Many faces of Shakti explored

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  • Published 1.05.12

Shakti created the Trimurti — the three Hindu gods —Brahma, Vishnu, Maheshwar (Shiva). But when it came to choosing a husband, she chose Shiva. Since a mother could not marry her son, Shakti took the form of Sati, Daksha’s daughter, to marry Shiva. But Daksha disliked Shiva deeply and he organised a mahayajna, where he invited all the gods except Shiva. Expressing her desire to be present at the yajna, Sati tried convincing Shiva but in vain. That’s when Sati took the form of Dasha-Mahavidya to remind Shiva who she really was…

And thus began the story of Dasha-Mahavidyas — the theme of art installations by Arghya Dipta Kar on the 10 aspects of the divine mother, referred to as Kali or Shakti in the Tantric tradition.

The presentation titled “A Critical Analysis of the Shakta Traditions under the Light of Contemporary Gender and Culture Studies” saw the young artist showcase his watercolour and calligraphic paint works on the 10 Mahavidyas at Studio21 on Friday.

“I was always interested in religion, specially Tantric tradition, but didn’t know how to channelise that interest. It was during my masters (in English literature) that I started making sculptures and artwork to express my interpretations of various aspects of religion,” said the 29-year-old self-trained artist and theoretician.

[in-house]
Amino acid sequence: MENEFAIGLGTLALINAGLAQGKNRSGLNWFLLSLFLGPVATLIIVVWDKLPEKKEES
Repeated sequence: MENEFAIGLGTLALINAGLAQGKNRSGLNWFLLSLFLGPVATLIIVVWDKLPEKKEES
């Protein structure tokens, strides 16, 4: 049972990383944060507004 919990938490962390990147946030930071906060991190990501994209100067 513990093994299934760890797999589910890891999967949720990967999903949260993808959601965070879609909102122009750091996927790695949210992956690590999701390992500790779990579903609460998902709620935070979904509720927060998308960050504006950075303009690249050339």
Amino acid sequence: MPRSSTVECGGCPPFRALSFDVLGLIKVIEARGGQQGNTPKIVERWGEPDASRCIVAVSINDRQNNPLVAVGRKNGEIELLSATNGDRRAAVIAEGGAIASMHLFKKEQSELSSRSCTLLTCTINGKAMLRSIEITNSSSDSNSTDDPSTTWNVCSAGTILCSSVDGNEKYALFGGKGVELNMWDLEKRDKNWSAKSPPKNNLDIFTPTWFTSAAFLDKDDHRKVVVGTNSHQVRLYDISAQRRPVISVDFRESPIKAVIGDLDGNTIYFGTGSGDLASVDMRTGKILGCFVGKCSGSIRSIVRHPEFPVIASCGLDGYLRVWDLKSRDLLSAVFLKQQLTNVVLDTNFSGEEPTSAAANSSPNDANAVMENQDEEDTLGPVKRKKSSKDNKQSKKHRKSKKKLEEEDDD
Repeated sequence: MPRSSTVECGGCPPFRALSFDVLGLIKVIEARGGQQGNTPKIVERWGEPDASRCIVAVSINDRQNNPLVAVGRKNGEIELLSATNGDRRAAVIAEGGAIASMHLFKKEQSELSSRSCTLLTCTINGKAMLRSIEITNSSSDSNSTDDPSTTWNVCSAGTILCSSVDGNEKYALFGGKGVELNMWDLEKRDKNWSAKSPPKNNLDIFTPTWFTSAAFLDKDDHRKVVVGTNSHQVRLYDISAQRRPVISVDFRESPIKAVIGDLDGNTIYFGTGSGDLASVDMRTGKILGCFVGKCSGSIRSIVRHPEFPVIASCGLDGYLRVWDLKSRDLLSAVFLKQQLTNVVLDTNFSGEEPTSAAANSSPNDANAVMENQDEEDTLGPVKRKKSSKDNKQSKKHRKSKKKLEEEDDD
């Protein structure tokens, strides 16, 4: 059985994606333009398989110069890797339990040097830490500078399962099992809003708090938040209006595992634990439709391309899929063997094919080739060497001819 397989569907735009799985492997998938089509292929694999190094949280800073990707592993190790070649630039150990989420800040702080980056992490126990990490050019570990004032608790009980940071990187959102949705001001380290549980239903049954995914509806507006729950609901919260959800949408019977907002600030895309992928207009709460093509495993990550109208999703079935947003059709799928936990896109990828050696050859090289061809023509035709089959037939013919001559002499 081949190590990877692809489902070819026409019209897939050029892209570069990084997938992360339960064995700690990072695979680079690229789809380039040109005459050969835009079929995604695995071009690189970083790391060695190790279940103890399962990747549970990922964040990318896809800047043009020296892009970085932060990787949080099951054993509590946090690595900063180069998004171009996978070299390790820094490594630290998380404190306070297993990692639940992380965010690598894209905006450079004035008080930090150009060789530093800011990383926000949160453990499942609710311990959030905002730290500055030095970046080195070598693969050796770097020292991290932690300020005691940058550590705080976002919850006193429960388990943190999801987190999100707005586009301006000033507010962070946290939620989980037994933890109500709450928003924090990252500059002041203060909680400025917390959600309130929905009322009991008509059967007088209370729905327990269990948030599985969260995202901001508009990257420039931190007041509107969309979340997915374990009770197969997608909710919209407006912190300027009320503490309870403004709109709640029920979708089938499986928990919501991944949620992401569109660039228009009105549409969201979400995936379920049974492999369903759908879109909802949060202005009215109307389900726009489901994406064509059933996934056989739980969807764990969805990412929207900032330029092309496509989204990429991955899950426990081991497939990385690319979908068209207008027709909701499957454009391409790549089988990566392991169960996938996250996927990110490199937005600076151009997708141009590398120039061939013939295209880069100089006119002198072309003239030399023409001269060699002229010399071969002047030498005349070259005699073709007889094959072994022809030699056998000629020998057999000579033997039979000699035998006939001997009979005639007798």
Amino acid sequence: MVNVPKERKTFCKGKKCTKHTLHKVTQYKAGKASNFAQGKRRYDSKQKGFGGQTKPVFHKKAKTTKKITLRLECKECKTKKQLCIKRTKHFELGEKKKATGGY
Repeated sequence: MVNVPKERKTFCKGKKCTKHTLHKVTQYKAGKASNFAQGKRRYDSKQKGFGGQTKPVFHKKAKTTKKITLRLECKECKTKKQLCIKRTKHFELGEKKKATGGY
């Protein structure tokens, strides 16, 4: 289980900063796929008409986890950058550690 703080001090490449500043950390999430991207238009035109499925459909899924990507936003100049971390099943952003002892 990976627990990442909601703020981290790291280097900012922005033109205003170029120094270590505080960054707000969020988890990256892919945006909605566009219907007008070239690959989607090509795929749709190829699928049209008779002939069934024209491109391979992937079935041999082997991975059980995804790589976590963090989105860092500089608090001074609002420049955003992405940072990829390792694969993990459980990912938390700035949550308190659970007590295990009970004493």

Arghya completed his MPhil in comparative literature before moving on to do a PhD in the Tantras of Bengal at the Centre of Comparative Religions and Civilisations, Jamia Millia Islamia.

Questioning the very basis of the general beliefs on Hindu gods and goddesses, Arghya brought forward the non-Vedic Tantric traditions through his art.

From the depiction of Kali to the beautiful Tripurasundari and the widowed and evil Dhumavati, he narrated the story behind each Vidya, explaining the intricate details that he had accommodated into his works, which follow no particular school of art.

The works expressed the lack of gender difference in Tantric traditions and the predominance of women in the form of Shakti in it. The belief that there is no difference between man and woman and that Shiva-Shakti is one and the same was reflected in the installations.

Having completed two more series of paintings on Durga Saptashati and Shiva-Shakti Kamakala, Arghya said: “I locate something very revolutionary in these traditions, something that can break the boundaries of gender. It is a new way of integration, world view and philosophy.”